Saturday, December 10, 2011

12.10.2011 Total Lunar Eclipse

this is my place marker quasi post to hold space/time/date for real post to come with pics and vid of todays eclipse.

Friday, February 18, 2011

The Eclipse Dozen - Full Moons of 2010 Collage

I am proud to announce a second year of successfully capturing all the full moons with the release of my "Full Moons of 2010" collage.

Using my 1000mm lens setup and my Canon XTi & T2i bodies I was able to capture the 12 full moons of 2010 AND the two lunar eclipses. The same as last year this collage is a 40"x60" at 300DPI master that is only available in 24"x36" size through my site at this time.

Unlike last year capturing most of these full moon images was relatively easy. Only one month, the 03.29.2010 "Worm" moon presented a challenge due to cloud cover. There was actually pretty thick cloud cover on both evenings of lunar eclipses but thankfully there was an hour or so period of clearings in the clouds which allowed unobstructed image capture.

Tuesday, January 25, 2011

My Quasi Valentine's Lunar Special

On a sunny but wispy cloud filled day back in January of 2009 I managed to capture a heart shaped cloud next to the moon...

This is a very rare moment I captured one sunny day back in 2009. I almost missed seeing this heart shaped cloud drift by the moon, thankfully fate made me go outside just in time with all my gear to capture it.
Shot @ 50mm 1/60s f/11 ISO100 ~4:12pm PST 01.03.2009

So here's the background story on this picture. It was a gorgeous Saturday afternoon here in San Jose, CA and there were thin wispy bits of clouds and contrails slowly drifting all over the sky. The moon was in its waxing crescent phase crossing the afternoon sky. I set my HV30 up on a tripod trying to clear as many power lines as possible from my backyard view and let it shoot the moon at the widest angle so that I could later watch the concert of clouds dance with the moon.

I would go out every 20 minutes or so to check on cloud conditions and such but would usually go back inside once I was sure the moon wasn't going to leave the frame. On my 2nd or so trip out to check on my camera I was looking up in the sky and saw IT! It being this giant heart shaped cloud off the right(west) of the moon and high in the sky. AND IT LOOKED LIKE IT WAS GOING TO FLOAT BY THE MOON! I ran back inside and got my XTi setup with my Sigma 50-500mm "the Bigma" lens. I went back out by my video camera and setup for some hybrid still action.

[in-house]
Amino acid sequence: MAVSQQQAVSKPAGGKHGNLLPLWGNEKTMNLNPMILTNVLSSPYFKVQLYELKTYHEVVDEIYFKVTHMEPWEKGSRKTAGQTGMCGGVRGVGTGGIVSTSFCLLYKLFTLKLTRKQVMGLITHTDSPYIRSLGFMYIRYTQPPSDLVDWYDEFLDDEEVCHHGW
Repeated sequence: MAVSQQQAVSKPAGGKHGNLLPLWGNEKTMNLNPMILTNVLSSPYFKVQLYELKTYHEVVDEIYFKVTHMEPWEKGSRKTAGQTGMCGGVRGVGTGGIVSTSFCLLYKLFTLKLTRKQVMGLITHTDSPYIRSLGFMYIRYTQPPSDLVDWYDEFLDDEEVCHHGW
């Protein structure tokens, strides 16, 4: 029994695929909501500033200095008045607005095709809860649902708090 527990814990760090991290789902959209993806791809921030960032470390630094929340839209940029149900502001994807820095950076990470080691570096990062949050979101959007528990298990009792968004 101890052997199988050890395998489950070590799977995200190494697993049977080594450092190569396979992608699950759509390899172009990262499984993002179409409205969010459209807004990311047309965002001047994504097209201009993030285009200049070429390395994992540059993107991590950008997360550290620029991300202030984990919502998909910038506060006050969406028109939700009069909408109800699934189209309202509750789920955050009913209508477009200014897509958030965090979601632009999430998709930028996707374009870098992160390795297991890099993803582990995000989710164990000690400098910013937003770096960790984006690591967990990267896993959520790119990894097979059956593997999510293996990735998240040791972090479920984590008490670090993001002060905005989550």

Fortunately this giant heart shaped cloud DID pass by the moon as I guessed it would and I was able to capture just a few shots of it in that time. Even though the clouds were moving slowly I was rather inexperienced with capturing short lived moments then. I remember it seeming like it took me forever to get my tripod setup and leveled and trying to adjust focus properly. I do wish that I had done a better job framing the moon more to the right rather than in the center of the frame. But I was also really worried about chopping off any of the heart cloud off since I only had 50-500mm on a crop sensor body to work with. I wished I could go just a bit wider than 50mm with my Bigma. However the only wider lens I only owned then was the kit lens and never cared for the medium quality images it produces compared to the Bigma. So in the end I'm actually really satisfied with what I captured :)

Here's a link to a 20x sped up clip of the video I shot that afternoon. The heart shaped cloud comes into view at about the 1m20s point in this clip. The orientation of the video camera was extremely dutch to avoid power lines (which can be seen at the very bottom of video frame) so it won't match the stills which I do believe are proper level orientation.

Valentine Cloud & Moon from Lunarphile on Vimeo.

In addition here is the moon at 500mm taken just a minute before the heart cloud picture in this post. This was taken moments after the heart cloud passed over the moon and before the wispy bits of clouds came back in frame at 500mm.

Shot @ 500mm 1/60s f/11 ISO100 ~4:10pm PST 01.03.2009

The wispy cloud beauty continued throughout the afternoon. Here is one of the other shots I liked from that day.

Shot @ 50mm 1/60s f/11 ISO100 ~4:47pm PST 01.03.2009

I wish I had spent more time outside taking stills but was probably being lazy and playing video games inside or something and just left my video camera to capture the action for me. I'll consider posting a realtime or at least less sped up version of video with audio and maybe some hybrid still action next week when my Vimeo HD allotment for the week resets.

Tuesday, January 4, 2011

Winter Solstice Total Lunar Eclipse